In practice, effective ranking by itself is often not sufficient because some calibration for Type I error is required. In this work, we study theoretically the power of selection procedures that similarly rank the features by the size of an -regularized estimator, but further use Model-X knockoffs to control the false discovery rate in the realistic situation where no prior information about the signal is available. In analyzing the power of the resulting procedure, we extend existing results in AMP theory to handle the pairing between original variables and their knockoffs. This is used to derive exact asymptotic predictions for power. We apply the general results to compare the power of the knockoffs versions of Lasso and thresholded-Lasso selection, and demonstrate that in the i.i.d. covariate setting under consideration, tuning by cross-validation on the augmented design matrix is nearly optimal. We further demonstrate how the techniques allow to analyze also the Type S error, and a corresponding notion of power, when selections are supplemented with a decision on the sign of the coefficient.
Tie-breaker designs trade off a measure of statistical efficiency against a short-term gain from preferentially assigning a binary treatment to subjects with higher values of a running variable x. The efficiency measure can be any continuous function of the expected information matrix in a two-line regression model. The short-term gain is expressed as the covariance between the running variable and the treatment indicator. We investigate how to choose design functions specifying the probability of treating a subject with running variable x in order to optimize these competing objectives, under external constraints on the number of subjects receiving treatment. Our results include sharp existence and uniqueness guarantees, while accommodating the ethically appealing requirement that be nondecreasing in x. Under this condition, there is always an optimal treatment probability function that is constant on the sets and for some threshold t and generally discontinuous at . When the running variable distribution is not symmetric or the fraction of subjects receiving the treatment is not , our optimal designs improve upon a D-optimality objective without sacrificing short-term gain, compared to a typical three-level tie-breaker design that fixes treatment probabilities at 0, and 1. We illustrate our optimal designs with data from Head Start, an early childhood government intervention program.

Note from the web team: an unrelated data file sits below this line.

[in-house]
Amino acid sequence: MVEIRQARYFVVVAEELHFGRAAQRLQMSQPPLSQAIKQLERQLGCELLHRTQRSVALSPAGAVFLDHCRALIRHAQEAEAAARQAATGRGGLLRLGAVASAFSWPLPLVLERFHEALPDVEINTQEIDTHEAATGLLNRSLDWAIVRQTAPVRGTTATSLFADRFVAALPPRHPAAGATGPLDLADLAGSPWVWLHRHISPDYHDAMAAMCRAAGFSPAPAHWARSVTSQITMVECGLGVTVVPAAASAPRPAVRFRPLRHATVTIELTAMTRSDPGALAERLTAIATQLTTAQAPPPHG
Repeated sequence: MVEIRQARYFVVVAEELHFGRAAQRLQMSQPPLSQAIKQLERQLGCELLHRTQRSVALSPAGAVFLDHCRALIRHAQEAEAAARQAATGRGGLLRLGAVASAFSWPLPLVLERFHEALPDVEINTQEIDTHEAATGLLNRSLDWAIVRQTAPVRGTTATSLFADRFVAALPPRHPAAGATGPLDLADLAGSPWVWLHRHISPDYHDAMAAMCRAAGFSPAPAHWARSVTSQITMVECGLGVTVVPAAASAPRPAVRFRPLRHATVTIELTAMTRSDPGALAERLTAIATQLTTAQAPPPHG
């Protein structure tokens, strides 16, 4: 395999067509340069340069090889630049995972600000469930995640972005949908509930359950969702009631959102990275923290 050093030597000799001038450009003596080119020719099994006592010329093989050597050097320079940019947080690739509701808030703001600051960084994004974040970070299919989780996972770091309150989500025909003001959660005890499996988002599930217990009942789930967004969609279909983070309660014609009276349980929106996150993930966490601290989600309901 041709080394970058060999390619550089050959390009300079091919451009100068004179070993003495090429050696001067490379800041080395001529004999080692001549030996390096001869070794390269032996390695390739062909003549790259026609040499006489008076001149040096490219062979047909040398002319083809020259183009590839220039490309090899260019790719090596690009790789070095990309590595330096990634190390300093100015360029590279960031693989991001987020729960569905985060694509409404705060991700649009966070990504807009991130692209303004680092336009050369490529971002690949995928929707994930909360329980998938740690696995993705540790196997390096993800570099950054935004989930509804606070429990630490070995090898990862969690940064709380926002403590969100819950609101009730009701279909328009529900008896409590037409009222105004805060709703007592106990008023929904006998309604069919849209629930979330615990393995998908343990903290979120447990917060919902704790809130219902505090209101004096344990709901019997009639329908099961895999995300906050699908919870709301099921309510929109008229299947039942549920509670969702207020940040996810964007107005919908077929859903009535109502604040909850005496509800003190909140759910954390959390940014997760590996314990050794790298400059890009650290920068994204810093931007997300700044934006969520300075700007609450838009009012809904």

Structure learning via MCMC sampling is known to be very challenging because of the enormous search space and the existence of Markov equivalent DAGs. Theoretical results on the mixing behavior are lacking. In this work, we prove the rapid mixing of a random walk Metropolis–Hastings algorithm, which reveals that the complexity of Bayesian learning of sparse equivalence classes grows only polynomially in n and p, under some high-dimensional assumptions. A series of high-dimensional consistency results is obtained, including the strong selection consistency of an empirical Bayes model for structure learning. Our proof is based on two new results. First, we derive a general mixing time bound on finite-state spaces, which can be applied to local MCMC schemes for other model selection problems. Second, we construct high-probability search paths on the space of equivalence classes with node degree constraints by proving a combinatorial property of DAG comparisons. Simulation studies on the proposed MCMC sampler are conducted to illustrate the main theoretical findings.
We study the estimation of the reach, an ubiquitous regularity parameter in manifold estimation and geometric data analysis. Given an i.i.d. sample over an unknown d-dimensional -smooth submanifold M of , we provide optimal nonasymptotic bounds for the estimation of its reach. We build upon a formulation of the reach in terms of maximal curvature on one hand and geodesic metric distortion on the other. The derived rates are adaptive, with rates depending on whether the reach of M arises from curvature or from a bottleneck structure. In the process we derive optimal geodesic metric estimation bounds.
Determining the precise rank is an important problem in many large-scale applications with matrix data exploiting low-rank plus noise models. In this paper, we suggest a universal approach to rank inference via residual subsampling (RIRS) for testing and estimating rank in a wide family of models, including many popularly used network models such as the degree corrected mixed membership model as a special case. Our procedure constructs a test statistic via subsampling entries of the residual matrix after extracting the spiked components. The test statistic converges in distribution to the standard normal under the null hypothesis, and diverges to infinity with asymptotic probability one under the alternative hypothesis. The effectiveness of RIRS procedure is justified theoretically, utilizing the asymptotic expansions of eigenvectors and eigenvalues for large random matrices recently developed in (J. Amer. Statist. Assoc.117 (2022) 996–1009) and (J. R. Stat. Soc. Ser. B. Stat. Methodol.84 (2022) 630–653). The advantages of the newly suggested procedure are demonstrated through several simulation and real data examples.